When a baby is born, parents instinctively provide nutrition for their new bundle of joy and watch in awe as their baby gains weight and starts to grow. With babies born with a congenital heart defect (CHD), the feeding journey can be much more frustrating and challenging. Here are some tips for feeding children with a congenital heart defect.
What is a congenital heart defect? A congenital heart defect is when the heart or the blood vessels around the heart didn’t develop. CHD is the most common birth defect, and it is more prevalent in babies born with Down syndrome. There are several types of CHD’s, including when heart valve issues cause restriction of blood flow, when parts of the heart are underdeveloped and when there are holes in the heart. Treatment for little ones with heart defects can be a combination of surgery, medication and, in the direst of cases, a complete heart transplant. These heart issues can last a lifetime and can affect all aspects of a child’s life, especially mealtime.
Breast & Bottle Feeding: Babies with CHD may not gain weight as quickly as other babies due to their difficulties with the suck-swallow-breathe cycle. They oftentimes become fatigued when eating, as they have to put in extra work to breathe and eat safely. In turn, they do not consume enough calories and have poor growth. To make matters even more difficult, babies with CHD may have a poor appetite from the effort it takes to feed. And, sometimes, they refuse to eat.
Tube Feeding: Some babies and toddlers struggle with getting an adequate amount of calories, and this can occur whether the baby is breastfed, bottle-fed and/or consuming solids. Another feeding option is the use of a temporary feeding tube, called a nasogastric (NG) tube. An NG feeding tube is propelled through the child’s nose down into the stomach, and then liquid calories (formula, breast milk or a high calorie formulation) are transported through the tube. There are two other feeding options that are more comfortable for the child on a daily basis, but these options require surgery. The gastrostomy tube (G-tube) is surgically placed into the child’s stomach and the jejeunostomy tube (J-tube) is placed directly into the child’s intestine. Although they seem like drastic measures, these tubes can help a child grow and thrive quickly, and they keep a child from becoming orally aversive to food or to their feeders. In addition, feeding tubes can decrease the stress parents feel during oral feedings since they know that their child is receiving adequate nutrition. It allows the parent to focus on bonding with their child and maintaining a good feeding relationship. All three types of feeding tubes can be removed once the child has caught up in weight or they can consume calories without a struggle.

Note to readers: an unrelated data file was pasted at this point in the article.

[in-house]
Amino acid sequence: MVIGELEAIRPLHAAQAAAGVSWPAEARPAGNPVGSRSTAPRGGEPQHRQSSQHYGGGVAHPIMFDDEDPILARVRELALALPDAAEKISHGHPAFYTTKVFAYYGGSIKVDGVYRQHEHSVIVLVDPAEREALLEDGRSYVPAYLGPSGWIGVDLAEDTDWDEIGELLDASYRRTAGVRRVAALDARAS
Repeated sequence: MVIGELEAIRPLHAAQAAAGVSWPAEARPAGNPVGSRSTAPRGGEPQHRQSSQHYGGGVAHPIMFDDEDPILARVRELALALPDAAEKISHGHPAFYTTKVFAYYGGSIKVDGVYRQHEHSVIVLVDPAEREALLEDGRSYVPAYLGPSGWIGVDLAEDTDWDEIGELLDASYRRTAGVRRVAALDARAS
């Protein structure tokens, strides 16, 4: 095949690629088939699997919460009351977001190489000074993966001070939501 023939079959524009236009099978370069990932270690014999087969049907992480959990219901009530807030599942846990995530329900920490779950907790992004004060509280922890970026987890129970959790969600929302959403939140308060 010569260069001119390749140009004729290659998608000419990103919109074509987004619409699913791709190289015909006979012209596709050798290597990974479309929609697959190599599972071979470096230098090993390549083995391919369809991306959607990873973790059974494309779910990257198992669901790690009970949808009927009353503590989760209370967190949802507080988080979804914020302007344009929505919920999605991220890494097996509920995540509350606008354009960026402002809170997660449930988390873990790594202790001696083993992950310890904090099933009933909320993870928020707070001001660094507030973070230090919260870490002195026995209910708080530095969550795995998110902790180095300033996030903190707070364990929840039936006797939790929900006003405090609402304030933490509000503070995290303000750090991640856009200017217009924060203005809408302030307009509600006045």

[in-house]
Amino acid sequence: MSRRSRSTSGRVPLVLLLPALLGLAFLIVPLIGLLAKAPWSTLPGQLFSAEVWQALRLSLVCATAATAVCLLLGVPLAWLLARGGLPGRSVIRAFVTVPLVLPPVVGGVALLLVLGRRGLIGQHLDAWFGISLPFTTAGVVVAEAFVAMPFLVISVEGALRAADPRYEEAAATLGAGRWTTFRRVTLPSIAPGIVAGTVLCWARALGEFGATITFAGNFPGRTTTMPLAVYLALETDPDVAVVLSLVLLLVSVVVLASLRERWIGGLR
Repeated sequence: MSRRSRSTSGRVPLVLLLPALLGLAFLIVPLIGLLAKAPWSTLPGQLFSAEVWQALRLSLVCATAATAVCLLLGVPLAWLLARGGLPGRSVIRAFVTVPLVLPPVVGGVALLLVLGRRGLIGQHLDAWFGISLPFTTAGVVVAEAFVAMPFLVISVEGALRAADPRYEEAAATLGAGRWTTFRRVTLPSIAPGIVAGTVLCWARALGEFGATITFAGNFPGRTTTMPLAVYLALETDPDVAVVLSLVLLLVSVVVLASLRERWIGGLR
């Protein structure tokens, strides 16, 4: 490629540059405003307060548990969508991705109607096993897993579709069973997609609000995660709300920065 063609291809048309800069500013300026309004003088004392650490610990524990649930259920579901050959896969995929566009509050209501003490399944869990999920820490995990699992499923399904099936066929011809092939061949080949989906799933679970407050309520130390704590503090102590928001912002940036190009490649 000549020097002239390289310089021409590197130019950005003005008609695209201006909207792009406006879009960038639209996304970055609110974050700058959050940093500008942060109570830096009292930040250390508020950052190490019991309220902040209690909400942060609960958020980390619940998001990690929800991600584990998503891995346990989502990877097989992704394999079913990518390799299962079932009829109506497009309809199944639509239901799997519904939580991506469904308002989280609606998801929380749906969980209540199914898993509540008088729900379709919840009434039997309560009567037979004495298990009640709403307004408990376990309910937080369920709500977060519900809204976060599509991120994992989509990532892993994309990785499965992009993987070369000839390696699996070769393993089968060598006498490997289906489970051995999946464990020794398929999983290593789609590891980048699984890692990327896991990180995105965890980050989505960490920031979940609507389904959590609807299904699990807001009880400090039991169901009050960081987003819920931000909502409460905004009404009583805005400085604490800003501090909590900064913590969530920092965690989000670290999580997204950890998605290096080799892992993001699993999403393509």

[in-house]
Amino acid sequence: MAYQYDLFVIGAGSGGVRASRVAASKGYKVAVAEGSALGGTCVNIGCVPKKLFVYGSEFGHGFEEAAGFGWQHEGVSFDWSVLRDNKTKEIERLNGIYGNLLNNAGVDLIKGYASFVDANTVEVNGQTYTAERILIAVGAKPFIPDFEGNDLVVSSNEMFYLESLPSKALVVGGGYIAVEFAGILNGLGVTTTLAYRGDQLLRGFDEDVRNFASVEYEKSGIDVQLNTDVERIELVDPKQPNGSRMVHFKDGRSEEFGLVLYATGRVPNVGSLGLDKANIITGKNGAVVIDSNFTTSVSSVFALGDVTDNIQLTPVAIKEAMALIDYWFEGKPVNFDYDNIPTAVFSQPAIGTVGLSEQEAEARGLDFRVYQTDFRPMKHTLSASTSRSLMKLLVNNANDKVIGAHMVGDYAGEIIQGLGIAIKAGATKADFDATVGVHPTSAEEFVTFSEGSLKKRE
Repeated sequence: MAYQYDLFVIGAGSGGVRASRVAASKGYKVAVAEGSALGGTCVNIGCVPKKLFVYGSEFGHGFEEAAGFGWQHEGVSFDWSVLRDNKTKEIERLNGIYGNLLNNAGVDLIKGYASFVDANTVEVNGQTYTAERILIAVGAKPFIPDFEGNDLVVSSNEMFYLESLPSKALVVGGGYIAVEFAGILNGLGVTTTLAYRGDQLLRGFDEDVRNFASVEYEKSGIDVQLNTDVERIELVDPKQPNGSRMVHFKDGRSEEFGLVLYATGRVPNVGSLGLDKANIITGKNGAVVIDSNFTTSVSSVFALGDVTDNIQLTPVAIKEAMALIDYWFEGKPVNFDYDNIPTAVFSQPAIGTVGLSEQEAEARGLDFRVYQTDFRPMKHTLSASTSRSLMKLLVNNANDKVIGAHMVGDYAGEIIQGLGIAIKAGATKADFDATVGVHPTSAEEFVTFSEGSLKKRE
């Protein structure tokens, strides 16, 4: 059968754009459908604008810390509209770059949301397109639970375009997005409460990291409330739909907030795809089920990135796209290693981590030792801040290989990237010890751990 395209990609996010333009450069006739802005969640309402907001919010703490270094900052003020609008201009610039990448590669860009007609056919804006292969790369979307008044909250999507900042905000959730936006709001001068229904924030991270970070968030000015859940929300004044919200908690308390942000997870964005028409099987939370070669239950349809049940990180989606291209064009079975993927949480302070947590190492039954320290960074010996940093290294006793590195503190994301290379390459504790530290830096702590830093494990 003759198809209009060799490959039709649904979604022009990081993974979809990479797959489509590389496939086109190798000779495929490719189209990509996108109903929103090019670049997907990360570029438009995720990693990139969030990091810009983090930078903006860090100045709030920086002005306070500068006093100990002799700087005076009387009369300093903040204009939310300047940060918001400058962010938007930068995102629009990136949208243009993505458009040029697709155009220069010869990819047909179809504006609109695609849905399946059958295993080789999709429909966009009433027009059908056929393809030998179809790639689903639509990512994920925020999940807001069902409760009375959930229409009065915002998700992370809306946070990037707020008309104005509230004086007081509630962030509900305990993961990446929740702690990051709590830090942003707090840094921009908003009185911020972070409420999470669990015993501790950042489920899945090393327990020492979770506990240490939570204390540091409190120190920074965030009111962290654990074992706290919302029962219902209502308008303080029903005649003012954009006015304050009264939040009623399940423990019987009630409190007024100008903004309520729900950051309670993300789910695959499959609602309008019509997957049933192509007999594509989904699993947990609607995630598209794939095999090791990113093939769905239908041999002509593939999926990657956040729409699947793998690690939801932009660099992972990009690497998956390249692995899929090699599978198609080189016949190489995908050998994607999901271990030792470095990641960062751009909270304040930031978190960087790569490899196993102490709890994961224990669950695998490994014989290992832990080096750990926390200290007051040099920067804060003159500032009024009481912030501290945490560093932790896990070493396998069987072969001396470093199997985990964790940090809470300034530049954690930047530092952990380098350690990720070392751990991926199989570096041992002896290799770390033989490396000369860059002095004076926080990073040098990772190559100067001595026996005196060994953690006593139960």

Solid Food Feeding: As a feeding therapist working with children with CHD, I recommend not putting cereal into bottles, as it becomes too much work for kids to suck this thick liquid. (Well-intentioned medical professionals want to get additional calories into the child and will put solids into the bottles, but this method unfortunately backfires and baby can start to lose weight again). I start by feeding them solid purees from a spoon; within this part of the process I ensure that they have a safe swallow and help them learn how to manipulate solid food without expelling extra energy. I then transfer them to a combination feeding approach of purees and finger foods that baby can eat independently. (It’s important for the feeding therapist to pick the proper feeding tools, like the Happy Mat to make mealtime efficient for them before they fatigue). Then I empower the parents to take notes about each feeding in order to give their medical team more information on where the child is struggling. Some feeding questions to consider during bottle, breast or solid feedings are:
- Does your child have a poor appetite at every meal?
- Does your child have a rapid heart beat, rapid breathing or decreased oxygen levels when eating?
- Does your child fatigue easily during meals?
- Is your child having any Gastrointestinal (GI) issues or absorption problems during or after mealtime?
- Has your child had any aspiration issues (food or liquids going into the lungs), bronchitis or pneumonia?
Answering these questions through each stage of a child’s life will help parents be proactive with feeding decisions. Some children with a CHD have years of feeding therapy, but by the time they are teenagers, they have usually caught up in their growth and learned to maintain their weight.
I find that when parents are informed they can make better choices regarding feeding their little heart warrior. With love and patience, these kids can overcome their feeding battles one heart beat at a time! #ezpzfun #CHDAware